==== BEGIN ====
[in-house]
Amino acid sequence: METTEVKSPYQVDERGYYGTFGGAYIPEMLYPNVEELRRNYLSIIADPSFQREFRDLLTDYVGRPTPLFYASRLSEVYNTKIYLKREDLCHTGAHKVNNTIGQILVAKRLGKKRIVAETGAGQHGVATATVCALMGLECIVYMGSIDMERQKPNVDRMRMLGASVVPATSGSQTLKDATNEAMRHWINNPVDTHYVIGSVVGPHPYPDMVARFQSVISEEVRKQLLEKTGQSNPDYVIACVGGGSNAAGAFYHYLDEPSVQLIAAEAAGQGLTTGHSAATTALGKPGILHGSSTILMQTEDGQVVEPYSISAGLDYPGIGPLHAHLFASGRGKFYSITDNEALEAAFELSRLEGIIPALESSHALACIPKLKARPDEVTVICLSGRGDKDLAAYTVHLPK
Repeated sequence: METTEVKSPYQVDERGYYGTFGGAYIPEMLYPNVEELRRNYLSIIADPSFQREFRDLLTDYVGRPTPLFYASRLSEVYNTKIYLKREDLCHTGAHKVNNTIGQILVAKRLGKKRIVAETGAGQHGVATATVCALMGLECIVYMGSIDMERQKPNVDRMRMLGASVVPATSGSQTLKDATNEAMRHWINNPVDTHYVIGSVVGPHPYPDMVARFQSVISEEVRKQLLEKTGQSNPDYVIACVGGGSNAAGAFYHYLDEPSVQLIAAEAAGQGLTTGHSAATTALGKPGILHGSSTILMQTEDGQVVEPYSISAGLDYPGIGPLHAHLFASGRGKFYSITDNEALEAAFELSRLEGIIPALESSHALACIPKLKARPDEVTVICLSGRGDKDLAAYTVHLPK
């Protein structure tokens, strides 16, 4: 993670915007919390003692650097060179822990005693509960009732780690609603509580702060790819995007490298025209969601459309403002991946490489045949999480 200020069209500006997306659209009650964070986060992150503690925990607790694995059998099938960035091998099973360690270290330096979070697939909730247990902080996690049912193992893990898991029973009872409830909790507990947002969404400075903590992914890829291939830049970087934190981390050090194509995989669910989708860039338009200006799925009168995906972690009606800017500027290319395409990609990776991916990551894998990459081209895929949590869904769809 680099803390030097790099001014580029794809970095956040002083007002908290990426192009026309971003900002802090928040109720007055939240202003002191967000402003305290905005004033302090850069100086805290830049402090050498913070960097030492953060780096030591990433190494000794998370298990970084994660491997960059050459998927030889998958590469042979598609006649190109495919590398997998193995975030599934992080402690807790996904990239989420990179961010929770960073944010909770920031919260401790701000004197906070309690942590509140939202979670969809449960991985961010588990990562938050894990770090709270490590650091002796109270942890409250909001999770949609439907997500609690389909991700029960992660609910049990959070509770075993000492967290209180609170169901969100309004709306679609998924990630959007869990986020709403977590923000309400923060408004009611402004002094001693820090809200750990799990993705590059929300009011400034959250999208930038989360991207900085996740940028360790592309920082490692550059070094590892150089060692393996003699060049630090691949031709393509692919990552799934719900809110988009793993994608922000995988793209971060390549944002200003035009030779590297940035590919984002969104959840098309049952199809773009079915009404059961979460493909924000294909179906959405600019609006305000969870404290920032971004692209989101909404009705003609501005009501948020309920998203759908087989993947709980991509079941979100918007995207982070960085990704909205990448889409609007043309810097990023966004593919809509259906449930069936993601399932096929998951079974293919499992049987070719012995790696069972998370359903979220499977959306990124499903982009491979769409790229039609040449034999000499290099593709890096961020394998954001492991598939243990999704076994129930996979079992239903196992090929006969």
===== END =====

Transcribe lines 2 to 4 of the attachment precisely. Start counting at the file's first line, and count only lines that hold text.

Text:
Amino acid sequence: METTEVKSPYQVDERGYYGTFGGAYIPEMLYPNVEELRRNYLSIIADPSFQREFRDLLTDYVGRPTPLFYASRLSEVYNTKIYLKREDLCHTGAHKVNNTIGQILVAKRLGKKRIVAETGAGQHGVATATVCALMGLECIVYMGSIDMERQKPNVDRMRMLGASVVPATSGSQTLKDATNEAMRHWINNPVDTHYVIGSVVGPHPYPDMVARFQSVISEEVRKQLLEKTGQSNPDYVIACVGGGSNAAGAFYHYLDEPSVQLIAAEAAGQGLTTGHSAATTALGKPGILHGSSTILMQTEDGQVVEPYSISAGLDYPGIGPLHAHLFASGRGKFYSITDNEALEAAFELSRLEGIIPALESSHALACIPKLKARPDEVTVICLSGRGDKDLAAYTVHLPK
Repeated sequence: METTEVKSPYQVDERGYYGTFGGAYIPEMLYPNVEELRRNYLSIIADPSFQREFRDLLTDYVGRPTPLFYASRLSEVYNTKIYLKREDLCHTGAHKVNNTIGQILVAKRLGKKRIVAETGAGQHGVATATVCALMGLECIVYMGSIDMERQKPNVDRMRMLGASVVPATSGSQTLKDATNEAMRHWINNPVDTHYVIGSVVGPHPYPDMVARFQSVISEEVRKQLLEKTGQSNPDYVIACVGGGSNAAGAFYHYLDEPSVQLIAAEAAGQGLTTGHSAATTALGKPGILHGSSTILMQTEDGQVVEPYSISAGLDYPGIGPLHAHLFASGRGKFYSITDNEALEAAFELSRLEGIIPALESSHALACIPKLKARPDEVTVICLSGRGDKDLAAYTVHLPK
């Protein structure tokens, strides 16, 4: 993670915007919390003692650097060179822990005693509960009732780690609603509580702060790819995007490298025209969601459309403002991946490489045949999480 200020069209500006997306659209009650964070986060992150503690925990607790694995059998099938960035091998099973360690270290330096979070697939909730247990902080996690049912193992893990898991029973009872409830909790507990947002969404400075903590992914890829291939830049970087934190981390050090194509995989669910989708860039338009200006799925009168995906972690009606800017500027290319395409990609990776991916990551894998990459081209895929949590869904769809 680099803390030097790099001014580029794809970095956040002083007002908290990426192009026309971003900002802090928040109720007055939240202003002191967000402003305290905005004033302090850069100086805290830049402090050498913070960097030492953060780096030591990433190494000794998370298990970084994660491997960059050459998927030889998958590469042979598609006649190109495919590398997998193995975030599934992080402690807790996904990239989420990179961010929770960073944010909770920031919260401790701000004197906070309690942590509140939202979670969809449960991985961010588990990562938050894990770090709270490590650091002796109270942890409250909001999770949609439907997500609690389909991700029960992660609910049990959070509770075993000492967290209180609170169901969100309004709306679609998924990630959007869990986020709403977590923000309400923060408004009611402004002094001693820090809200750990799990993705590059929300009011400034959250999208930038989360991207900085996740940028360790592309920082490692550059070094590892150089060692393996003699060049630090691949031709393509692919990552799934719900809110988009793993994608922000995988793209971060390549944002200003035009030779590297940035590919984002969104959840098309049952199809773009079915009404059961979460493909924000294909179906959405600019609006305000969870404290920032971004692209989101909404009705003609501005009501948020309920998203759908087989993947709980991509079941979100918007995207982070960085990704909205990448889409609007043309810097990023966004593919809509259906449930069936993601399932096929998951079974293919499992049987070719012995790696069972998370359903979220499977959306990124499903982009491979769409790229039609040449034999000499290099593709890096961020394998954001492991598939243990999704076994129930996979079992239903196992090929006969």